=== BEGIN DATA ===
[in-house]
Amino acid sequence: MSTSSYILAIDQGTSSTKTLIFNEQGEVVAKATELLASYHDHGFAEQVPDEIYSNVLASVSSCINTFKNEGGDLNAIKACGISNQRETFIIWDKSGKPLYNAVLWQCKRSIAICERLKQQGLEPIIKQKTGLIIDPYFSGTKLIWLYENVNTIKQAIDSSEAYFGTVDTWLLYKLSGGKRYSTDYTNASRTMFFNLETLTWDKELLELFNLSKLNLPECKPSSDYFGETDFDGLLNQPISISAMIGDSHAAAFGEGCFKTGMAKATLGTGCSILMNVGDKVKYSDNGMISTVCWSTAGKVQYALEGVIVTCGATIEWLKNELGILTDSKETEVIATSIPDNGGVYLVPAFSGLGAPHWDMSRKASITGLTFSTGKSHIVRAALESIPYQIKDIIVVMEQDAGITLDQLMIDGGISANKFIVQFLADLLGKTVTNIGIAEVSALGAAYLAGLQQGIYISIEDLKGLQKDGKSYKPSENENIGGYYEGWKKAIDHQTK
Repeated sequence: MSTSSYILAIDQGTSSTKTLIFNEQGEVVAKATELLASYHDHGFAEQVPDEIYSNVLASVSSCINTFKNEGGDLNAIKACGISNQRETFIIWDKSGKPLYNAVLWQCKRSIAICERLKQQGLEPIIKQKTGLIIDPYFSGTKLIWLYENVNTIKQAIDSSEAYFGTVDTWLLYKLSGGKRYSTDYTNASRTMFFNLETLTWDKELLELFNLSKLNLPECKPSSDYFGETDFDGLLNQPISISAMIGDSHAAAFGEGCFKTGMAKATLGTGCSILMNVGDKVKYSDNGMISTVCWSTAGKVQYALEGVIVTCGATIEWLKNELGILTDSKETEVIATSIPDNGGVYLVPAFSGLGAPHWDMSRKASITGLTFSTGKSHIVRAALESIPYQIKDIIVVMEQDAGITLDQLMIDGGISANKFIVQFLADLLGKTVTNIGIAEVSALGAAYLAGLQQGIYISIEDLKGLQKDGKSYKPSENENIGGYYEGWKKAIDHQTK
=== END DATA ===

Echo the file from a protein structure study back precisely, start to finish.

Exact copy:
[in-house]
Amino acid sequence: MSTSSYILAIDQGTSSTKTLIFNEQGEVVAKATELLASYHDHGFAEQVPDEIYSNVLASVSSCINTFKNEGGDLNAIKACGISNQRETFIIWDKSGKPLYNAVLWQCKRSIAICERLKQQGLEPIIKQKTGLIIDPYFSGTKLIWLYENVNTIKQAIDSSEAYFGTVDTWLLYKLSGGKRYSTDYTNASRTMFFNLETLTWDKELLELFNLSKLNLPECKPSSDYFGETDFDGLLNQPISISAMIGDSHAAAFGEGCFKTGMAKATLGTGCSILMNVGDKVKYSDNGMISTVCWSTAGKVQYALEGVIVTCGATIEWLKNELGILTDSKETEVIATSIPDNGGVYLVPAFSGLGAPHWDMSRKASITGLTFSTGKSHIVRAALESIPYQIKDIIVVMEQDAGITLDQLMIDGGISANKFIVQFLADLLGKTVTNIGIAEVSALGAAYLAGLQQGIYISIEDLKGLQKDGKSYKPSENENIGGYYEGWKKAIDHQTK
Repeated sequence: MSTSSYILAIDQGTSSTKTLIFNEQGEVVAKATELLASYHDHGFAEQVPDEIYSNVLASVSSCINTFKNEGGDLNAIKACGISNQRETFIIWDKSGKPLYNAVLWQCKRSIAICERLKQQGLEPIIKQKTGLIIDPYFSGTKLIWLYENVNTIKQAIDSSEAYFGTVDTWLLYKLSGGKRYSTDYTNASRTMFFNLETLTWDKELLELFNLSKLNLPECKPSSDYFGETDFDGLLNQPISISAMIGDSHAAAFGEGCFKTGMAKATLGTGCSILMNVGDKVKYSDNGMISTVCWSTAGKVQYALEGVIVTCGATIEWLKNELGILTDSKETEVIATSIPDNGGVYLVPAFSGLGAPHWDMSRKASITGLTFSTGKSHIVRAALESIPYQIKDIIVVMEQDAGITLDQLMIDGGISANKFIVQFLADLLGKTVTNIGIAEVSALGAAYLAGLQQGIYISIEDLKGLQKDGKSYKPSENENIGGYYEGWKKAIDHQTK